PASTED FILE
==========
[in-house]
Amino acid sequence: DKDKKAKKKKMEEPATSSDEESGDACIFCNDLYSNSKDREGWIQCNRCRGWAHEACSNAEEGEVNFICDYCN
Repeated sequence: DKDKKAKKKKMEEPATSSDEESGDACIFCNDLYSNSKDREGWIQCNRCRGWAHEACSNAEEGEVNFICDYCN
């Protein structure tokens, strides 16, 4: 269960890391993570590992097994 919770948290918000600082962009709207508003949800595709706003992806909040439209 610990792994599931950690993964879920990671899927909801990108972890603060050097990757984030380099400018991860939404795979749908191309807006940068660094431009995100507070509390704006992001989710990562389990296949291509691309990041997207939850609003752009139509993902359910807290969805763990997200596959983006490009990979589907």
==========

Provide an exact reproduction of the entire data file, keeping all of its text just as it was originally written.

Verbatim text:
[in-house]
Amino acid sequence: DKDKKAKKKKMEEPATSSDEESGDACIFCNDLYSNSKDREGWIQCNRCRGWAHEACSNAEEGEVNFICDYCN
Repeated sequence: DKDKKAKKKKMEEPATSSDEESGDACIFCNDLYSNSKDREGWIQCNRCRGWAHEACSNAEEGEVNFICDYCN
């Protein structure tokens, strides 16, 4: 269960890391993570590992097994 919770948290918000600082962009709207508003949800595709706003992806909040439209 610990792994599931950690993964879920990671899927909801990108972890603060050097990757984030380099400018991860939404795979749908191309807006940068660094431009995100507070509390704006992001989710990562389990296949291509691309990041997207939850609003752009139509993902359910807290969805763990997200596959983006490009990979589907």